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Hindman's Theorem

A famous and important Ramsey-type result is *Hindman's theorem*:

For any coloring of
with finitely many colors, there exists an
infinite set
such that all sums of finite subsets of
*H* have the same color.

Hindman's theorem is well known to be closely related to the
*Auslander/Ellis theorem* in topological dynamics:
For every state *x* in a compact dynamical system, there exists a
state *y* which is proximal to *x* and uniformly recurrent.

(A *compact dynamical system* consists of a compact metric space
*X* and a continuous function .
A state
is said to
be *uniformly recurrent* if for all
there exists *m*such that for all *n* there exists *k*<*m* such that
.
Two states
are said to be
*proximal* if for all
there exist infinitely many
*n* such that
.)
There has been a great deal of interest in the constructive or
effective aspect of Hindman's theorem and the Auslander/Ellis theorem.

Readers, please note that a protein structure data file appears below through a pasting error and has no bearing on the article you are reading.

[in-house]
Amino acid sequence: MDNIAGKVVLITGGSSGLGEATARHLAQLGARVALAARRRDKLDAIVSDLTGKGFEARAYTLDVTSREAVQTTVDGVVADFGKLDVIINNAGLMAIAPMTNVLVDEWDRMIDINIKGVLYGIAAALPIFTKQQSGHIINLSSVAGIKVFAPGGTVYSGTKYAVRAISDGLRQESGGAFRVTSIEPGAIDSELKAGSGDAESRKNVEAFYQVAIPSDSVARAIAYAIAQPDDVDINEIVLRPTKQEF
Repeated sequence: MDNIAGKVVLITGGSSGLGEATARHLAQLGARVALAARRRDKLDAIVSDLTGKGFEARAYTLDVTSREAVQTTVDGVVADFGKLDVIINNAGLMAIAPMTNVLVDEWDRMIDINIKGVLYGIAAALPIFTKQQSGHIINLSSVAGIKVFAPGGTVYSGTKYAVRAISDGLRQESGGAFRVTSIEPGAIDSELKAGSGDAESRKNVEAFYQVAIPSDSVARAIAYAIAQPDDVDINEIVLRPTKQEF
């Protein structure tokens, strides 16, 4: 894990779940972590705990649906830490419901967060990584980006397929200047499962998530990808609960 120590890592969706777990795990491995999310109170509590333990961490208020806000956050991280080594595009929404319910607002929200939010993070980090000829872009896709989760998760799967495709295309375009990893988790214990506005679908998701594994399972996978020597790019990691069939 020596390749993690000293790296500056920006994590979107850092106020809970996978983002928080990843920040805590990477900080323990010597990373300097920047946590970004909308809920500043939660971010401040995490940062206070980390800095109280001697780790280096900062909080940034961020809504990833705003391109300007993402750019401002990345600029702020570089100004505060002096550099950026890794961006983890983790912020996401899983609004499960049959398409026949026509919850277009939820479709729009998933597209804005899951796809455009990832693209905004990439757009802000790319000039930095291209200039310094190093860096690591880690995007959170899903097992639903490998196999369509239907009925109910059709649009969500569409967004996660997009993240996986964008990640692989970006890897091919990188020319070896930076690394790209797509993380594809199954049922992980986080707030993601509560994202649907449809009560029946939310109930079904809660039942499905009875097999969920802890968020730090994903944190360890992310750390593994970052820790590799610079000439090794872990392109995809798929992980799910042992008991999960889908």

Some of the known proofs are highly set-theoretical and cannot even be
formalized in second-order arithmetic. For an extensive discussion,
including several proofs of Hindman's theorem, see [12].

I conjecture that Hindman's theorem and the Auslander/Ellis theorem
are equivalent to
over
.
The known partial results in
this direction are in Blass/Hirst/Simpson [3]. There we showed
that Hindman's theorem and the Auslander/Ellis theorem are provable in
,
which consists of
plus ``for all
,
the th Turing jump
of *A* exists''. The proof
of Hindman's theorem in
involves a delicate effectivization
of Hindman's original proof. We also obtained a reversal by showing
that Hindman's theorem implies
over
.
The problem here
is to close the gap between
and
.

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** Up:** Ramsey Theory
** Previous:** Ramsey Theory
*Stephen G Simpson*

*1999-12-15*